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Close contacts for positive COVID-19 cases falling in Alberta

Click to play video: 'Alberta tracers seeing drop in close contacts fear that will change as restrictions ease' Alberta tracers seeing drop in close contacts fear that will change as restrictions ease
Contact tracers are finding positive cases of COVID-19 in Alberta have fewer close contacts than a few months ago, but they are warning that number will likely go up as the province continues to reopen its economy – Feb 12, 2021

The number of close contacts for every positive COVID-19 case in Alberta is falling but the figure is anticipated to increase as the province moves forward in its reopening plan.

In November, there was an average of 15 close contacts per case. At the time, chief medical officer of health Dr. Deena Hinshaw said it was impossible to call every close contact.

With case numbers on the rise last year, tracers were overwhelmed and many investigations were either delayed or put on hold indefinitely.

READ MORE: Alberta marks deadliest day since COVID-19 pandemic began

Now, after restrictions were put into place in November and December, Laura Mah, assistant head nurse for the case investigation and contact tracing team, said there are typically between five and six close contacts per positive case.

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However, as the province continues to reopen, Mah said there is the expectation that number will go up.

READ MORE: Alberta adds more contact tracers, can now trace every COVID-19 case

“As the public health measures ease up, we’re going to see positive cases have more close contacts that we need to investigate, so it probably will take a bit longer. There will be people doing more things than they would have been, say, in the last couple months where we’ve been more restricted,” she said.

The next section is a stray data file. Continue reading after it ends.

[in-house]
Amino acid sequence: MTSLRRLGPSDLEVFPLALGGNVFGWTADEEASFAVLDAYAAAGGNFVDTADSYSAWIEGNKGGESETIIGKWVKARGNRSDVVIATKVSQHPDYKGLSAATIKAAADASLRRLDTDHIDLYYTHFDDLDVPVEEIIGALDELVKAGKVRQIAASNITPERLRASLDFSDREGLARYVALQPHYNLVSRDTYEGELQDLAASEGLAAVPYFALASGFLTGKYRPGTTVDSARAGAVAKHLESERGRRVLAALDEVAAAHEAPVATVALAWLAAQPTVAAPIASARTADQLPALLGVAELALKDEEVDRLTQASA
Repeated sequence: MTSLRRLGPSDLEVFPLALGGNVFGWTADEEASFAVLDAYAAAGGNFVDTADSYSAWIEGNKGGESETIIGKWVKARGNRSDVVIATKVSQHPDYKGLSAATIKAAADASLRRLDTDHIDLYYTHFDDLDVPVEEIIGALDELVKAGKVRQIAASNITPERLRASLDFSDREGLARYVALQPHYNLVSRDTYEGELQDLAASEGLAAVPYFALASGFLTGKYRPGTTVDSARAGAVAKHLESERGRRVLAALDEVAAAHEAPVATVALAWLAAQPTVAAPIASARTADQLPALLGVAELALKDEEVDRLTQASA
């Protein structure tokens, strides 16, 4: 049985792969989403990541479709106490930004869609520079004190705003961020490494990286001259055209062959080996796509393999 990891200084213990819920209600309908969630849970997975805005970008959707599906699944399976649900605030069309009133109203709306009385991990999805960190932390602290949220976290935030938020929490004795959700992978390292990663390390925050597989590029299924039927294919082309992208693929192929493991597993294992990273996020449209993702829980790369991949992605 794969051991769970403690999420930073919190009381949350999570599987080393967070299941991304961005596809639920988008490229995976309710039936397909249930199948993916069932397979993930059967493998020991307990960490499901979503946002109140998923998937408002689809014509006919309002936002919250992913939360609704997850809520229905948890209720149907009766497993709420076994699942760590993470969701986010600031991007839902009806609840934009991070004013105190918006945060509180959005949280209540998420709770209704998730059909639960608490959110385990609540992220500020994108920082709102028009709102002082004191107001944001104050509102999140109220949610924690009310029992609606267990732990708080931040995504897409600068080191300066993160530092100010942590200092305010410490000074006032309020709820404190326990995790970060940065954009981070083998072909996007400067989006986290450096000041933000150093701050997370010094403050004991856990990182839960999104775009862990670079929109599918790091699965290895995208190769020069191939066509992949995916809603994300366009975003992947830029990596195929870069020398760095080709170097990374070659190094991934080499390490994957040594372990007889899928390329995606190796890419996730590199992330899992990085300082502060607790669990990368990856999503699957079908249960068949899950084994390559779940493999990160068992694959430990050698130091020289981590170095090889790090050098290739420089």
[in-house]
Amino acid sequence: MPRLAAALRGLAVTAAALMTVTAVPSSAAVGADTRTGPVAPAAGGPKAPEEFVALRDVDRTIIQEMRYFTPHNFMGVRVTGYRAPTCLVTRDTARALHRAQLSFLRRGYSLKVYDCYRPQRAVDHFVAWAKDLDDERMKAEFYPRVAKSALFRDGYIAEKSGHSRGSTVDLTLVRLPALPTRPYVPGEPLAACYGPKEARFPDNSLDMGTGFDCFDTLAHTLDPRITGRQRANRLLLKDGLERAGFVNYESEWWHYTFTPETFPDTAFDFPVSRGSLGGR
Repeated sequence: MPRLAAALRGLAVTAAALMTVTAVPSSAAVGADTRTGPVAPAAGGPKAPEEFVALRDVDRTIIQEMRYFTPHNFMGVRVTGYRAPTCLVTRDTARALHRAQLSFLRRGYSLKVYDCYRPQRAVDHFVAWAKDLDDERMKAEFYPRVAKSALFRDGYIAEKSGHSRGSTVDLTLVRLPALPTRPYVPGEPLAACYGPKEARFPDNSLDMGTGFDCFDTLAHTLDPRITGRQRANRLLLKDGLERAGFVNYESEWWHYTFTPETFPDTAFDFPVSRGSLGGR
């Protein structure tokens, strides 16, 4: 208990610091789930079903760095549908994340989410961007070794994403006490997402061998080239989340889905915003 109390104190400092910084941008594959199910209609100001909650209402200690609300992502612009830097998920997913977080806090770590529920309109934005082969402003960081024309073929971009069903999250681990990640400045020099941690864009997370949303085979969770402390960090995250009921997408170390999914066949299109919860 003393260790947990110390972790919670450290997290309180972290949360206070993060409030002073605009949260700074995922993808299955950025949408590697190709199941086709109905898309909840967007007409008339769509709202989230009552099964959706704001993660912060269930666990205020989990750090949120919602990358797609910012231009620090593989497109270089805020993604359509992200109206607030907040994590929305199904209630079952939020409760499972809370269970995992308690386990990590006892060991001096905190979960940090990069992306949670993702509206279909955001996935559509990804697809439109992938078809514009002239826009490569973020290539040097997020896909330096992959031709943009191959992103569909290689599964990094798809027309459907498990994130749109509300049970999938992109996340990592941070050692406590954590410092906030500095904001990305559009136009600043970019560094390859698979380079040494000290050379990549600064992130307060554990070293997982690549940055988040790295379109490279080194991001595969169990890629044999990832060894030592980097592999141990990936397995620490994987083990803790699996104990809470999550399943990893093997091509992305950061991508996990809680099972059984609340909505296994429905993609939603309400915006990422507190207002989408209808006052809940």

Mah urges Albertans to continue following public health measures, keep track of where they go and be as open as possible if they are contacted by a tracer.

More contact tracers have also been hired by Alberta Health Services, and Mah said they are currently able to trace a positive case and their close contacts typically within 24 hours.

Variant contact tracing team

The number of variant cases in the province is on the rise, with 156 identified as of Thursday. AHS has established a designated variant contact tracing team, which Mah has been setting up.

Mah said the team consists of the most experienced case investigators.

“We’re going back, really trying to find the source of exposure. So we’re going to go back 14 days prior to when that case got sick or tested positive,” she said.

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“We’re asking questions like, ‘If you’re out at the shops, what shop were you at, what time, how long were you there for?’ We’re being very, very specific in the questions we’re asking and really specific details about where people have been.”

The variants are more transmissible than the current strain, but Mah said the criteria to define a close contact remains the same – within two metres of a person for 15 minutes or more.

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